The main pyramid, here called Structure 1, forms the north side of the plaza, and reaches a height of about 35 feet/11 meters. This structure rises up on seven tiers and most likely had a temple of perishable materials on its truncated summit. It is the tallest structure at the site. A central stairway leads down into the plaza.
The northeast corner of the plaza has an interesting stepped pyramidal structure containing two niches that flank a central stairway. The summit is flat and probably held a temple of perishable materials as well. The height of this structure is about 14 feet/4 meters. An upright stone is anchored onto the first step of the stairway. This structure, here called Structure 5, connects to a series of structures that run the length of the east side of the plaza.
The first structure seen on the east side of the main plaza is a long, two-tiered platform approximately 5 feet/1.5 meters in height that has a broad stairway for most of its 60 foot/18 meter length. The stairway is flanked by sloped panels. A small terrace fronts the second flat-topped tier. It is identified here as Structure 6. Behind this platform to the east is a small raised plaza about 20 feet/6 meters x 60 feet/18 meters.
Connected to Structure 6 is a well-proportioned, three-tiered structure with twin staircases. This structure reaches a height of about 10 feet/3 meters, and appears to have had a ceremonial nature to it. In front of each stairway is a short column. The summit has the remains of three chambers. It is identified here as Structure 7.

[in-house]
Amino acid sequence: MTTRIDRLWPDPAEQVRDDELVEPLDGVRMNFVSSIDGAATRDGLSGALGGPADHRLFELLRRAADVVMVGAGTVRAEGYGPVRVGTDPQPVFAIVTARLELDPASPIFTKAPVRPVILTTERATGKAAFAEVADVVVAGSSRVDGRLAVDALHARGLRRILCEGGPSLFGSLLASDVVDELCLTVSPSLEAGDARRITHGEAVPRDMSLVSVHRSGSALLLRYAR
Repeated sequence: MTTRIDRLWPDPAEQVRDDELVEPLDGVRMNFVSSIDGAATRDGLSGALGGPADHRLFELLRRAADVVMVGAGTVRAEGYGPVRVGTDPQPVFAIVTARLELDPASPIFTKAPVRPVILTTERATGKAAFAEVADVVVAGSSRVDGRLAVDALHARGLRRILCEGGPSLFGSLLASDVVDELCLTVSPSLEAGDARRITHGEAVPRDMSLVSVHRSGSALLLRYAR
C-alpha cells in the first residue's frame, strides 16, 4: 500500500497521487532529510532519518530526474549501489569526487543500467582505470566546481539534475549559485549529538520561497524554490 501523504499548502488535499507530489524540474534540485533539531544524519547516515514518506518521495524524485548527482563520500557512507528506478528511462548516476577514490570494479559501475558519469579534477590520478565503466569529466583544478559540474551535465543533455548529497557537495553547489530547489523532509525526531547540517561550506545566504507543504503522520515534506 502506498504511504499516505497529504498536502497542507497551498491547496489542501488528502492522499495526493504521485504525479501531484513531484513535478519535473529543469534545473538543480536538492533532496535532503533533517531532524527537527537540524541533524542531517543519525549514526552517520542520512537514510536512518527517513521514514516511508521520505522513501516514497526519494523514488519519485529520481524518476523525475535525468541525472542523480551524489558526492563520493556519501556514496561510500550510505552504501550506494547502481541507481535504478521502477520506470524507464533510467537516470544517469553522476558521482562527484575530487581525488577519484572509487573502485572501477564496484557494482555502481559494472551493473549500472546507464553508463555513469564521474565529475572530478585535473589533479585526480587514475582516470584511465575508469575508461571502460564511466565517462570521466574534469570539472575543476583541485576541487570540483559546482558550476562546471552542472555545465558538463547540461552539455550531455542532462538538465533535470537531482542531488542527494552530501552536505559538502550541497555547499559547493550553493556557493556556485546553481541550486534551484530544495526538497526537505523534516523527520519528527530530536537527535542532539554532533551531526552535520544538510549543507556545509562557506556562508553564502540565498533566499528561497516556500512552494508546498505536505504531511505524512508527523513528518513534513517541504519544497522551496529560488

Adjoining Structure 7 is a three-tiered platform structure here called Structure 8. It has as its central feature a single stairway that reaches up to the third level. The summit is flat, and again may have housed a temple of perishable materials. The corners are nicely rounded on the second tier, yet the third tiered corners are squared. The north side of the structure has a single-entry chamber on the second level. A small addition seems to have been added at some point that connects Structure 7 to Structure 8, and has a small access stairway to the first level. The partial remains of a circular structure are located behind it.
Structure 9 forms the southeast corner of the plaza. It is a small, one level platform with a single stairway to the top. It has a nice curved wall on the back side. The platform has a small, squared altar in the center. It is possible to walk along the first level all the way back to Structure 5.
The second tallest structure at the site is on the south side of the central plaza, here called Structure 2. It is a seven-tiered pyramid that has a height of about 27 feet/8 meters. A grand central stairway leads down to the plaza. The interesting remains of stucco masks flank the stairway on the third level. They are currently somewhat protected by an overhang. These stucco masks have endured for around one thousand years! Pretty impressive for the conditions they exist in. A partial stairway is located on the east side of the structure. In front of the pyramid are some small structures, one of them with a steps.
A wall extends out from the west side of Structure 2 and connects to the House of the Pilasters, Structure 3. This is a most interesting structure. It has a series of pilasters that form an outer gallery. A very small doorway leads into a single chamber that at one time supported a stone roof. Against the back wall of the chamber is the remains of what appears to be a stuccoed, small altar. This structure completes the south side of the central plaza.